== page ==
Four best girlfriends hatch a plan to stay connected with one another as their lives start off in different directions: they pass around a pair of secondhand jeans that fits each of their bodies perfectly.
Carmen Lowell is working on the backstage of a play at Yale. When the lead actress, her friend Julia, invites her to Vermont with her to work on a play with a professional cast, she decides to stay with her friends and her pregnant mother. However, she changes her mind after she finds that her friends will all leave for the summer: Lena Kaligaris will travel to a drawing course, Bridget Vreeland, who is in an existential crisis, missing her mother, will travel to an archaeological dig in Turkey, and Tibby Tomko-Rollins is working in a rental and still editing her documentary. Carmen grows a crush on the lead actor Ian, who convinces her to participate in an audition, and she is then invited by the director Bill Kerr to perform the lead female role. Later she finds the truth about the friendship of Julia. The broken-hearted Lena finds that Kostas has just married, and she dates the model of her drawing class. Bridget finds letters addressed to her from her grandmother that her father ... Written by
Claudio Carvalho, Rio de Janeiro, Brazil
Brown University where Bridget goes to college and Rhode Island School of Design where Lena goes to college are on the same street in Providence Rhode Island. The schools are right next to each other. See more »
When Lena is in bed in Greece, the lighting on her face changes inconsistently between shots. From some camera angles, the light is coming from her left; from others, it is coming from her right; in at least one, there is light on both sides. See more »
I'm sorry! I didn't get the memo that you were in Ala-frickin'-bama!
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Strange & Beautiful (I'll Put a Spell on You)
Written by Matt Hales (as Matthew Nicholas Hales) and Kim Oliver
Performed by Matt Hales (as Aqualung)
Courtesy of Columbia Records
By Arrangement with Sony BMG Music Entertainment See more »
Sisterhood of the Traveling Pants 2 from The Massie Twins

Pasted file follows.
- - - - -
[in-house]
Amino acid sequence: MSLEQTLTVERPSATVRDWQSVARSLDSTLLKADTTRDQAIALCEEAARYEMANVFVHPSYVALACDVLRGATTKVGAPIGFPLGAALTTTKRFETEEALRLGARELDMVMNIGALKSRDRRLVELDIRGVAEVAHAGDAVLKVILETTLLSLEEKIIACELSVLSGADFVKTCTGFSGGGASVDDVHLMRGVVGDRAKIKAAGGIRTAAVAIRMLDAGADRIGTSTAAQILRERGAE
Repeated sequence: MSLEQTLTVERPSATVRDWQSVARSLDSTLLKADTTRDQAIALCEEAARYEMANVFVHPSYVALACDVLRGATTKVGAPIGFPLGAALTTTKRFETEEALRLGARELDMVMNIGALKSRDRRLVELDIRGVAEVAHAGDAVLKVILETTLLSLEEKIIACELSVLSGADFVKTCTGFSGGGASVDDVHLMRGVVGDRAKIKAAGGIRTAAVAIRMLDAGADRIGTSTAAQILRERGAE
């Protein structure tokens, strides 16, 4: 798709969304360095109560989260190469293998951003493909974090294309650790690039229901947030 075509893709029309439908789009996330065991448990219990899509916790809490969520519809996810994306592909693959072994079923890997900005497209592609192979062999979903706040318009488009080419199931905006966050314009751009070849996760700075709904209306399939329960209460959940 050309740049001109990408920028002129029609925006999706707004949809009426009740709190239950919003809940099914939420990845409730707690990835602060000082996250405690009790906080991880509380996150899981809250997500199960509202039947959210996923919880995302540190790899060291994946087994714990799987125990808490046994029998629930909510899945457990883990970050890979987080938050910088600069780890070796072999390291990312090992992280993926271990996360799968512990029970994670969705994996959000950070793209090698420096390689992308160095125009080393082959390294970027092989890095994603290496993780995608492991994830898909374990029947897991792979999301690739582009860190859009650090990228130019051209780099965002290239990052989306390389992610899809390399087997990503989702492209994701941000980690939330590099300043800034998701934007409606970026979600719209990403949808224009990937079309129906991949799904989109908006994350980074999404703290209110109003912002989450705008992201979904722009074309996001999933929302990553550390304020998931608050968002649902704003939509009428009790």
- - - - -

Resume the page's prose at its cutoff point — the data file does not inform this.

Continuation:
Director Sanaa Hamri takes over for Ken Kwapis for the sequel to The Sisterhood of the Traveling Pants. Bringing back all of the same characters from the original, the film does an exemplary job of telling a new story without requiring the audience to have viewed the first one. Unfortunately, the four interweaving trials of our slowly distancing heroines don't offer up any noticeably authentic revelations or any truly groundbreaking advances in their lives. Many little subplots develop, but most barely affect the whole, and by the end of this lengthy exploration of young women coming of age, nothing warranting a sequel has taken place.
In the first film, four best friends miraculously found a pair of jeans that fit each one perfectly. Using the pants as a way to stay close together as they journey away to college, the four girls mail the heavily decorated jeans back and forth to one another as a good luck charm, and plan to meet up during their summer breaks. Tibby (Amber Tamblyn) works at a video store, and struggles with commitment to her boyfriend. Lena (Alexis Bledel) is studying figure drawing, and is attempting to keep her mind off of a heart-wrenching breakup. Bridget (Blake Lively) is invested in sports and archaeology, but remains troubled over the death of her mother. And Carmen (America Ferrera) is a stagehand for school plays, who isn't quite sure of what to do with her future.
When summer finally rolls around, the four girlfriends realize that each has their own goals and agendas, and that time spent together has become more difficult and seemingly less important. Their coven-like rituals of sharing adventures has steadily lost its meaning, and the foursome discovers that their summer is going to be drastically more independent. But as Lena confronts her ex, Tibby deals with a contraceptive malfunction, Carmen's mother goes into labor, and Bridget reunites with her long lost grandmother, the four girls rediscover their friendship and the importance of sticking together.
The ideals are nothing new, the events that frequent each storyline are generic, and the revelations are simplistic. Sisterhood of the Traveling Pants 2 is an average coming-of-age film that fails to muster up any reasons justifying its existence. It is a continuation of familiar character's lives, and its strongest asset is in its storytelling approach. Whether or not each girl is appealing or relatable, and although many references to the original are made, their stories are plotted out with enough detail that watching the first film is not a prerequisite.
Two love triangles arise, endurances are tested, and miracles are summoned. Jealousy rears its ugly head, betrayal emerges, and every supporting character is physically picture perfect. As each young woman undergoes many trivial and unemotional plot developments, the picture begins to drag. Sisterhood 2 becomes an unnecessarily long film, which constantly reminds the audience that none of the diminutive, unmoving events amount to anything special. For a film with so many lead characters and so many tales to tell, it couldn't be more pointless.
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